German Scholz calls for faster vaccinations to defeat Covid

(Bloomberg) – Chancellor Olaf Scholz has called on his fellow Germans to get vaccinated against Covid-19 to beat the pandemic and open up possibilities for sweeping economic reforms.

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The 2020s will be a decade of transformation as Europe’s largest economy strives to become climate neutral in around 25 years, said the 63-year-old woman who succeeded Angela Merkel earlier this month.

“We are entering a new era – an era that will be good if we actively shape it,” Scholz said in his first New Years address. “It makes a difference if we take our destiny firmly into our own hands. “

The pandemic overshadowed the start of Scholz’s tenure. Its Social Democrats narrowly beat Merkel’s conservative bloc on a promise to speed up Germany’s economic overhaul as climate change and the rise of digital technologies pose risks to its industrial base.

These ambitious plans have been dismissed as Germany grapples with vaccine shortages, patchy infection data and increasingly aggressive anti-vaccine protests.

Scholz spent most of his speech urging Germans to stick to pandemic restrictions, including once again refraining from big New Years parties and fireworks. He rebuffed vaccine skeptics, saying nearly 4 billion people worldwide have been injected and vaccinated mothers have given birth to healthy babies.

Vaccines are “the way out of the pandemic,” Scholz said. “Now it’s about speed. We have to be faster than the virus.

Germany’s seven-day infection rate rose for the second day in a row on Friday to 214.9 cases per 100,000 people. Despite being less than half of the record at the end of November, Health Minister Karl Lauterbach warned the current outbreak could be two to three times worse than official figures show due to patchy data provided by his system decentralized health care system during the Christmas holidays.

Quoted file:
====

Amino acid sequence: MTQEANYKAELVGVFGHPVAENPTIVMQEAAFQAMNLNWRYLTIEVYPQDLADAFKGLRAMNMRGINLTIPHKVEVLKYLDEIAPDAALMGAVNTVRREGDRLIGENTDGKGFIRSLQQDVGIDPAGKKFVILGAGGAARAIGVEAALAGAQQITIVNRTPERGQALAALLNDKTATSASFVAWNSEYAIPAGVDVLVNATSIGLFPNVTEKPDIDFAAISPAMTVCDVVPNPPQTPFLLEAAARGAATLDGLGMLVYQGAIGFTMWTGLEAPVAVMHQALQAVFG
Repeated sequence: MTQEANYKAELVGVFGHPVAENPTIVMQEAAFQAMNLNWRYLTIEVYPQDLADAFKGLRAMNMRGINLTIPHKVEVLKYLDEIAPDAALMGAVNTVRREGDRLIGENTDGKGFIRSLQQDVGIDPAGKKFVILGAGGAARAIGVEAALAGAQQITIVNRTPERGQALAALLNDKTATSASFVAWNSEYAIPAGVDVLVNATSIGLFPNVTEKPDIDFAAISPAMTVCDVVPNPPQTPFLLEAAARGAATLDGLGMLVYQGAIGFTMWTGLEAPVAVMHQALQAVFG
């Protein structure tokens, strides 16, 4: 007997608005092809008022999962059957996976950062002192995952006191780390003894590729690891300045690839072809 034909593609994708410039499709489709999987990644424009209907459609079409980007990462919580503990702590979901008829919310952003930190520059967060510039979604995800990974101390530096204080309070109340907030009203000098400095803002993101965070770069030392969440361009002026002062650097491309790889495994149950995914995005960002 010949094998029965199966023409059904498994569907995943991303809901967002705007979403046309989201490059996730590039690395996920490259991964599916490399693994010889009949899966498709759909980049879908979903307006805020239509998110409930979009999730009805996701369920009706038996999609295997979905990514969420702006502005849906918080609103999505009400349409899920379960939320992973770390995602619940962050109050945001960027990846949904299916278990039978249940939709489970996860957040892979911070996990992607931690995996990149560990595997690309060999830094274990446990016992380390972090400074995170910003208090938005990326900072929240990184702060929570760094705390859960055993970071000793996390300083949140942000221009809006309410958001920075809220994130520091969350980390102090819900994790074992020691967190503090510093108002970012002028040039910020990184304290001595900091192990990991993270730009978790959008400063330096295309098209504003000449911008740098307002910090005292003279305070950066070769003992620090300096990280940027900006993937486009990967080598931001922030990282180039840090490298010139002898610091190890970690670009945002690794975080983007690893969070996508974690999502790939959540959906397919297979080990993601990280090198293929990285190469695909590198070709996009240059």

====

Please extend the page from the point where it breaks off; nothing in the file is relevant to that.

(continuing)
Scholz’s new government, which consists of a three-way alliance between the SPD, the Greens and the pro-business Free Democrats, will meet with regional leaders on January 7 to discuss new measures to tackle the pandemic. Lauterbach is committed to having accurate data by then.

German authorities are bracing for a spike in the omicron variant, which has led to an increase in infections in neighboring countries like France, Denmark and the Netherlands. The highly contagious strain has raised concerns about the ability to protect critical infrastructure if health workers and police are infected or forced into quarantine.

To counter these risks, his administration has imposed stricter rules on private gatherings and aims to vaccinate 80% of the population by the end of January, a goal that seems exaggerated in a context of stubborn opposition to the shootings among a minority of population. Currently, around 71% of Germans are fully vaccinated.

Protests in recent days, especially in the former Communist East, have at times turned violent because of restrictions targeting unvaccinated people and as Parliament considers legislation that would make Covid shooting mandatory.

“Let’s come together to do it all – and I really mean it all – to conquer the crown in the New Year,” said Scholz.

(Updates with the latest virus figures in the eighth paragraph)

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